• USD: Hoping that they have not gotten ahead of the labour curve in general, ADP says that +209k private sector jobs were created in March, a number that did not require an NFP estimate revision.
  • USD: ISM non-manufacturing index declined from 57.3 to 56 in March. This slower implied rate of growth is the weakest of the year. Big picture, it seems that the US recovery continues to plod along, with private services (+50% of the total economy) having picked up pace in Q1. Again, employment is the only subcategory to witness a gain.
  • USD: EIA reported a second straight week of large crude oil inventory growth. Over the past two weeks, inventories have grown +4.6% or +16.1m barrels. Total market inventories now stand at +362.4m barrels, the highest level in 41-months.
  • CAD: Canadian employment numbers blew all predictions out of the water. Canada reported net job gains of +82.3k (Full-time +70k and +12.4 part-time). The unemployment rate fell from +7.4% to +7.2%. Analysts had been expecting an increase of +10.1k. The labor force increased +52.5k, month-over-month. Average hourly wages increased +2.6%, y/y.
  • CAD: Building permits surged +7.5% in February. CAD: Canadian Ivey Purchases Managers Index was 63.5 seasonally adjusted in March, indicating that purchasing activity expanded from February.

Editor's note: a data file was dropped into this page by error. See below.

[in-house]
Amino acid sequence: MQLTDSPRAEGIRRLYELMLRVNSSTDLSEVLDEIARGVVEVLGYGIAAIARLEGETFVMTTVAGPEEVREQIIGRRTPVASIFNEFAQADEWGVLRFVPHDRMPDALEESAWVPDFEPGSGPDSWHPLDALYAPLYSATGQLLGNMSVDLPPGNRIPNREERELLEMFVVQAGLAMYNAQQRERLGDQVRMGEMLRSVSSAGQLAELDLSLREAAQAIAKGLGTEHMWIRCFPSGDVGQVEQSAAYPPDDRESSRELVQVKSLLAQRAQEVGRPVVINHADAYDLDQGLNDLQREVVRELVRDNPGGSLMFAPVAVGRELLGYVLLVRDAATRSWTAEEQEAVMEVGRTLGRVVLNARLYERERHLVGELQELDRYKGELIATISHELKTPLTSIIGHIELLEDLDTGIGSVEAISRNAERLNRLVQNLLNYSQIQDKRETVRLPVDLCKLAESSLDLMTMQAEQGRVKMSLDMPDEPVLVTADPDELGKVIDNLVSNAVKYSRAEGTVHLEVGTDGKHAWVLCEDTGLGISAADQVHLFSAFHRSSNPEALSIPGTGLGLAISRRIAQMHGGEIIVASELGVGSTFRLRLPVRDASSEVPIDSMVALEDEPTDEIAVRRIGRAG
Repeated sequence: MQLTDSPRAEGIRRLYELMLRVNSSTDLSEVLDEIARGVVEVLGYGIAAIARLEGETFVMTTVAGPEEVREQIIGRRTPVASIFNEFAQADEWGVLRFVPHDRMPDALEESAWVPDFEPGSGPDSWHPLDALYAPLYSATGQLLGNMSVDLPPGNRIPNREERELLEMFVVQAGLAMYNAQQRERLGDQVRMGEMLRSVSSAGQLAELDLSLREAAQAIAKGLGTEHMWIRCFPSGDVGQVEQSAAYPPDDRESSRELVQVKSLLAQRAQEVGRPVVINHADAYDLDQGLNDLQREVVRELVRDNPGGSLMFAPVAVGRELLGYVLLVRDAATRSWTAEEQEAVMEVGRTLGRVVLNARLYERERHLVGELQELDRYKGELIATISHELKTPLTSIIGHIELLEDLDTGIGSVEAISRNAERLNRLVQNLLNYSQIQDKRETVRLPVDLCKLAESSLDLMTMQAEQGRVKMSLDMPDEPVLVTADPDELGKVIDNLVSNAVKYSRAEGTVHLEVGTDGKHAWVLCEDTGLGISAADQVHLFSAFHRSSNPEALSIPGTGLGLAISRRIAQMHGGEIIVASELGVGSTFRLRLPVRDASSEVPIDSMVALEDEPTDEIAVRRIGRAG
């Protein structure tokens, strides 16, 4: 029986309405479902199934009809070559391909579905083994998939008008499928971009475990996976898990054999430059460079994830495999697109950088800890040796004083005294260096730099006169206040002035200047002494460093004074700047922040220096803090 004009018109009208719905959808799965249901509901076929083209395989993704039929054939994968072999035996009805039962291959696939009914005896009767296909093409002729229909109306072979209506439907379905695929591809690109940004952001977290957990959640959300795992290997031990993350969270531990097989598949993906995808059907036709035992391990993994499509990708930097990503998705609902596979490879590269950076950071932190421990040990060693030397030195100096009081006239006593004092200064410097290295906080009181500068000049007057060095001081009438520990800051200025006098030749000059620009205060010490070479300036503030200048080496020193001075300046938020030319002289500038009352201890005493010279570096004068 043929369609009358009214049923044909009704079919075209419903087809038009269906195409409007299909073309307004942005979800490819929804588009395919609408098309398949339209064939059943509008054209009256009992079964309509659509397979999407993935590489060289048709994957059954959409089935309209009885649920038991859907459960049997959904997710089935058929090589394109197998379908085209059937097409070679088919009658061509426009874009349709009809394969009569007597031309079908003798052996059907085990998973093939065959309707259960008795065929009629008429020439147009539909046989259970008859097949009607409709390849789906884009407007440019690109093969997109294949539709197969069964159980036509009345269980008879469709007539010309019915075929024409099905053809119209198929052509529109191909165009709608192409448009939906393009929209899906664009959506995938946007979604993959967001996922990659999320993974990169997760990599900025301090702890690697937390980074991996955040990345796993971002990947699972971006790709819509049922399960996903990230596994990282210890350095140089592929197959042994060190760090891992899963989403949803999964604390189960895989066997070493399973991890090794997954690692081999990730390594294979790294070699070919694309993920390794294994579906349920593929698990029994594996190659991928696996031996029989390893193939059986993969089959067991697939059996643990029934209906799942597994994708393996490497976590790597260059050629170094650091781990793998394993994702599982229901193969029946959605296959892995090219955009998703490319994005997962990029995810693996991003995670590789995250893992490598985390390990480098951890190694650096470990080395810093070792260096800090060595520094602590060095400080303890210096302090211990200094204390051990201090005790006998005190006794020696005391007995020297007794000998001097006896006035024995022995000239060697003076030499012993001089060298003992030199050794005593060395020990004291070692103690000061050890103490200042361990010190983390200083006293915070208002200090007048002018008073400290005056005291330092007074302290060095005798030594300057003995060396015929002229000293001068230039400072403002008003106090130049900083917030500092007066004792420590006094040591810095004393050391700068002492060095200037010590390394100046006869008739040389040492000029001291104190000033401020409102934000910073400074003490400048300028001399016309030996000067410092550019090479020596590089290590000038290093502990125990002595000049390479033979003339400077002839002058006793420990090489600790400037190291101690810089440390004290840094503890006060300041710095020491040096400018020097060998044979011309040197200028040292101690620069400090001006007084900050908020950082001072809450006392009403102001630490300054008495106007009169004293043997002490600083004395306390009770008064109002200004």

• USD: US weekly jobless claims hit a four year low, falling-6k to +357k. The four week moving average drops to +361,750. No analysts made revisions for payrolls number.
  • USD: US payroll disappoint, (+120k vs. +203k) a mixed bag of data (unemployment rate +8.2% vs. +8.3%) and a step back from the undulated advances from recent months.The drop in the unemployment rate was due to fewer Americans seeking work rather than more workers getting jobs.



ASIA Week in FX



  • JPY releases its current account ahead of interest rate announcement
  • CNY is busy with Inflation, Trade and Growth data this week
  • NZD deliver Business Confidence while AUD release Employment
  • USD and CAD both bring Trade numbers
  • Inflation numbers are also released in USD along with Claims


This article is for general information purposes only. It is not investment advice or a solution to buy or sell securities. Opinions are the authors; not necessarily that of OANDA Corporation or any of its affiliates, subsidiaries, officers or directors. Leveraged trading is high risk and not suitable for all. You could lose all of your deposited funds.

Dean Popplewell

Dean Popplewell

Vice-President of Market Analysis at MarketPulse
Dean Popplewell has nearly two decades of experience trading currencies and fixed income instruments. He has a deep understanding of market fundamentals and the impact of global events on capital markets. He is respected among professional traders for his skilled analysis and career history as global head of trading for firms such as Scotia Capital and BMO Nesbitt Burns. Since joining OANDA in 2006, Dean has played an instrumental role in driving awareness of the forex market as an emerging asset class for retail investors, as well as providing expert counsel to a number of internal teams on how to best serve clients and industry stakeholders.
Dean Popplewell